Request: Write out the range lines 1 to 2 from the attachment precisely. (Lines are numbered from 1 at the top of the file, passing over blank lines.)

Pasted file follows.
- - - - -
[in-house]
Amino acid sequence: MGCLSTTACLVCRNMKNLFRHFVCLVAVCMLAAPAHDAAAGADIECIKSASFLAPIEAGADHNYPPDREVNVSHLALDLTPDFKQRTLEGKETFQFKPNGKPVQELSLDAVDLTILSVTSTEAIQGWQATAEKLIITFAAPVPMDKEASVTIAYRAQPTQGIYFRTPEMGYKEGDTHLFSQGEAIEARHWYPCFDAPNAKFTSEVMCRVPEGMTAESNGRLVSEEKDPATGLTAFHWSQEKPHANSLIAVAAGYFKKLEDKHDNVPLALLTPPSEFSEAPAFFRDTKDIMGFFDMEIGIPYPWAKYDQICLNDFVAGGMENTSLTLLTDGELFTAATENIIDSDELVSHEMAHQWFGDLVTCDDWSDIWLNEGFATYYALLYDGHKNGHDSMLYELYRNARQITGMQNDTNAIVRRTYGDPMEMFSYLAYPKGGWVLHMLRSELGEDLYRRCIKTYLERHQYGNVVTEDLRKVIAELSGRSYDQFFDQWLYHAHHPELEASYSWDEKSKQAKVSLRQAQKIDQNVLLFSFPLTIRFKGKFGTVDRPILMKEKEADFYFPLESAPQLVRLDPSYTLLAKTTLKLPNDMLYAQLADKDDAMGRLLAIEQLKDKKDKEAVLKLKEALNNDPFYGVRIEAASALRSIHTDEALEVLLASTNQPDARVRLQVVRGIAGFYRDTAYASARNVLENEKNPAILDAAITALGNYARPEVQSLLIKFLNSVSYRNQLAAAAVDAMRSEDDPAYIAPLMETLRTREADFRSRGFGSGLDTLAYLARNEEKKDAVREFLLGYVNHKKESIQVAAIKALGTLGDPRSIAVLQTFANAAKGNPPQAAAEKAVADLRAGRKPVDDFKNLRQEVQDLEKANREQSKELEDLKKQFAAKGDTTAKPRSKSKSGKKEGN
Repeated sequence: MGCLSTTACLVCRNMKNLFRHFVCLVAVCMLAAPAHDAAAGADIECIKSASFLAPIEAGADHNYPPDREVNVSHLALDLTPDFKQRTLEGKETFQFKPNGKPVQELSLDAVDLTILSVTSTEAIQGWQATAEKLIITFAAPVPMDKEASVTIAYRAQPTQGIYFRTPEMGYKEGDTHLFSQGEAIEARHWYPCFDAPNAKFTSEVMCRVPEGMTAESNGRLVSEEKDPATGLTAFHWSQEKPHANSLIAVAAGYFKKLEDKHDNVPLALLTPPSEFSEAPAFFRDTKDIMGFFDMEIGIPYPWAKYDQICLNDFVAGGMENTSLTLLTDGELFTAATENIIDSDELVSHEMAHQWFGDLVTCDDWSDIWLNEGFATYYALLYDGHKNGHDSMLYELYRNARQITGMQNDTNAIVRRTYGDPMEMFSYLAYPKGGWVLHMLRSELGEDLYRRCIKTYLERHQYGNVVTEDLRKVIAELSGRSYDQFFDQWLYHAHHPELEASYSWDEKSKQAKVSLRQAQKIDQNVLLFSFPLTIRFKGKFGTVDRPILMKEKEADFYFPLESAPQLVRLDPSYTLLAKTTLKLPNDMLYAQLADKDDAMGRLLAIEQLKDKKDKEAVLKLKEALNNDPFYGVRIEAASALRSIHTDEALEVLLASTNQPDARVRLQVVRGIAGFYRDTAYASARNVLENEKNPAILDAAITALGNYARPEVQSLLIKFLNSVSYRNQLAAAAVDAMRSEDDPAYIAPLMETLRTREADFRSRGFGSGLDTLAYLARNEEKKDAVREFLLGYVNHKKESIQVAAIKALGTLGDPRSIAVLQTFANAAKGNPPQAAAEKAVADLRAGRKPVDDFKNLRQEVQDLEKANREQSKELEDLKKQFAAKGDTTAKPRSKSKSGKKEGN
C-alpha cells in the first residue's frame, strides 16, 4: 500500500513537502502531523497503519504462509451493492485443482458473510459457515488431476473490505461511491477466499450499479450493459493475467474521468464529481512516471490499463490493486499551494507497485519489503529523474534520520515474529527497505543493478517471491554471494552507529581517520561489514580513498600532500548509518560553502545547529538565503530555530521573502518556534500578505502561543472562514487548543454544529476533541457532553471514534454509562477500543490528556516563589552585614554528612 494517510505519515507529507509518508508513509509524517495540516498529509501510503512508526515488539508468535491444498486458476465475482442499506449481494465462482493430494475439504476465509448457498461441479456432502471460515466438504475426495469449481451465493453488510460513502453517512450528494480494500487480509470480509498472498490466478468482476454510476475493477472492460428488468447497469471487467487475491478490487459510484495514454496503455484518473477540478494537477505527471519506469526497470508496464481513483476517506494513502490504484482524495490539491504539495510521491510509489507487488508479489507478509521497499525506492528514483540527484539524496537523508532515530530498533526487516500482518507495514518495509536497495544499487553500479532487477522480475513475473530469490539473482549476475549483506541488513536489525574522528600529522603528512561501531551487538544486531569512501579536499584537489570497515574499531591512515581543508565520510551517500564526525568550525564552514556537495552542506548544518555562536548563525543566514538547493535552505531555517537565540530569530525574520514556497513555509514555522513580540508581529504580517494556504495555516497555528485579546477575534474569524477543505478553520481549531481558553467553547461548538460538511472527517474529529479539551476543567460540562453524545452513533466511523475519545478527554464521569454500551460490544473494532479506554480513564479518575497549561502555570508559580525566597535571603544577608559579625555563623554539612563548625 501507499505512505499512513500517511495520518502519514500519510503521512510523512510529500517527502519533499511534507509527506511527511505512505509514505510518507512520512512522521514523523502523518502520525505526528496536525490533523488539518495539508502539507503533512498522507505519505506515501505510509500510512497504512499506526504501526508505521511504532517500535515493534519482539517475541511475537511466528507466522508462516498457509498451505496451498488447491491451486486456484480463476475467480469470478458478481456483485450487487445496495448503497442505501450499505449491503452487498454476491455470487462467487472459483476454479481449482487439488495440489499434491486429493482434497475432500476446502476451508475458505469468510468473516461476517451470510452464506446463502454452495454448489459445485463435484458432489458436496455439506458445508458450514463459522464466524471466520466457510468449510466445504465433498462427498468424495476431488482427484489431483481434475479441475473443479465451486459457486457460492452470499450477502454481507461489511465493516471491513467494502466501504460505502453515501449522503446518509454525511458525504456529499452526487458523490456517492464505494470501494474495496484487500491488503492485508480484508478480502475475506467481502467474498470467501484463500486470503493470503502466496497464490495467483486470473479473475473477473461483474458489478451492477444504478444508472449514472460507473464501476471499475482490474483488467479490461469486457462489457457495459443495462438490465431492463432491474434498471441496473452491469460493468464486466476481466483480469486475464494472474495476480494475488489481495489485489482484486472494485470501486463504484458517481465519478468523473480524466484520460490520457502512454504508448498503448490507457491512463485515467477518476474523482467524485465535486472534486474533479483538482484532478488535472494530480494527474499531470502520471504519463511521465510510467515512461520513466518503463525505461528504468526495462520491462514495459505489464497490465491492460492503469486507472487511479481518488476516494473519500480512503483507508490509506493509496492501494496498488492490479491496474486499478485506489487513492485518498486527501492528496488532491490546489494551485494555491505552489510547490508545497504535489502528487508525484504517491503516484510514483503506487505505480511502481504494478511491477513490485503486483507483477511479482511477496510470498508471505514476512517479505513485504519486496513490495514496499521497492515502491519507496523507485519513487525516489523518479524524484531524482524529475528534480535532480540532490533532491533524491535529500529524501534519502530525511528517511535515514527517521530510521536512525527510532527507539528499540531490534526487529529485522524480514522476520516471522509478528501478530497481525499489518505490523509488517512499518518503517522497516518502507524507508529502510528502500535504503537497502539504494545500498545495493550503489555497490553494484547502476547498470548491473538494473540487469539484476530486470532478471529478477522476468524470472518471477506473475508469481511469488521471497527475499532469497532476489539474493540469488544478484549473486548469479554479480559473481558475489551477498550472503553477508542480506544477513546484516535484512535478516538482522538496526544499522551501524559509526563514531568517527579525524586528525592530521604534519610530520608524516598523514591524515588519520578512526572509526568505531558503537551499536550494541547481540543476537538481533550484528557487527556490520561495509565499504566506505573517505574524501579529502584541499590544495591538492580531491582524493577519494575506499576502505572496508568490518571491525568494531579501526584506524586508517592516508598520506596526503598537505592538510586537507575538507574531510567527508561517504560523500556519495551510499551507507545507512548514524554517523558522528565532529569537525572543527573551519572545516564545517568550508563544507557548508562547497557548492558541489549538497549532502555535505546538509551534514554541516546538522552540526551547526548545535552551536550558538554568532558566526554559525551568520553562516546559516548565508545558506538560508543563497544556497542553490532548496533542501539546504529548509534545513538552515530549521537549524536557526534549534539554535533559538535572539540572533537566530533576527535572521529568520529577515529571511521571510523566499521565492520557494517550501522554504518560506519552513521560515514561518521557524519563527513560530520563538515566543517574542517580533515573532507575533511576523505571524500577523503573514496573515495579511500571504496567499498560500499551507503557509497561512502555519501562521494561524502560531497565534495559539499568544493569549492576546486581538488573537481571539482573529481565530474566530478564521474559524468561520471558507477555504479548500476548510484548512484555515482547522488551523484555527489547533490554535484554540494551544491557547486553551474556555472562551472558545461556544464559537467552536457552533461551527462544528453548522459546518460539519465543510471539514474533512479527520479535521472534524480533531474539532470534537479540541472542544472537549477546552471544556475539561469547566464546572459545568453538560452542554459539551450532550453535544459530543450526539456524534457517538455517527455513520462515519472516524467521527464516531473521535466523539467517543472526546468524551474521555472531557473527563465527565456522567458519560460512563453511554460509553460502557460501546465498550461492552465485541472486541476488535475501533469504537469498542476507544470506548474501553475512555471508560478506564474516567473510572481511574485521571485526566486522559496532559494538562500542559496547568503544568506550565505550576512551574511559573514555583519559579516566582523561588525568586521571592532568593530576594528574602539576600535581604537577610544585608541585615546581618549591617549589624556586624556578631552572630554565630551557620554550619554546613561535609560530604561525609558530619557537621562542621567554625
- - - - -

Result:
[in-house]
Amino acid sequence: MGCLSTTACLVCRNMKNLFRHFVCLVAVCMLAAPAHDAAAGADIECIKSASFLAPIEAGADHNYPPDREVNVSHLALDLTPDFKQRTLEGKETFQFKPNGKPVQELSLDAVDLTILSVTSTEAIQGWQATAEKLIITFAAPVPMDKEASVTIAYRAQPTQGIYFRTPEMGYKEGDTHLFSQGEAIEARHWYPCFDAPNAKFTSEVMCRVPEGMTAESNGRLVSEEKDPATGLTAFHWSQEKPHANSLIAVAAGYFKKLEDKHDNVPLALLTPPSEFSEAPAFFRDTKDIMGFFDMEIGIPYPWAKYDQICLNDFVAGGMENTSLTLLTDGELFTAATENIIDSDELVSHEMAHQWFGDLVTCDDWSDIWLNEGFATYYALLYDGHKNGHDSMLYELYRNARQITGMQNDTNAIVRRTYGDPMEMFSYLAYPKGGWVLHMLRSELGEDLYRRCIKTYLERHQYGNVVTEDLRKVIAELSGRSYDQFFDQWLYHAHHPELEASYSWDEKSKQAKVSLRQAQKIDQNVLLFSFPLTIRFKGKFGTVDRPILMKEKEADFYFPLESAPQLVRLDPSYTLLAKTTLKLPNDMLYAQLADKDDAMGRLLAIEQLKDKKDKEAVLKLKEALNNDPFYGVRIEAASALRSIHTDEALEVLLASTNQPDARVRLQVVRGIAGFYRDTAYASARNVLENEKNPAILDAAITALGNYARPEVQSLLIKFLNSVSYRNQLAAAAVDAMRSEDDPAYIAPLMETLRTREADFRSRGFGSGLDTLAYLARNEEKKDAVREFLLGYVNHKKESIQVAAIKALGTLGDPRSIAVLQTFANAAKGNPPQAAAEKAVADLRAGRKPVDDFKNLRQEVQDLEKANREQSKELEDLKKQFAAKGDTTAKPRSKSKSGKKEGN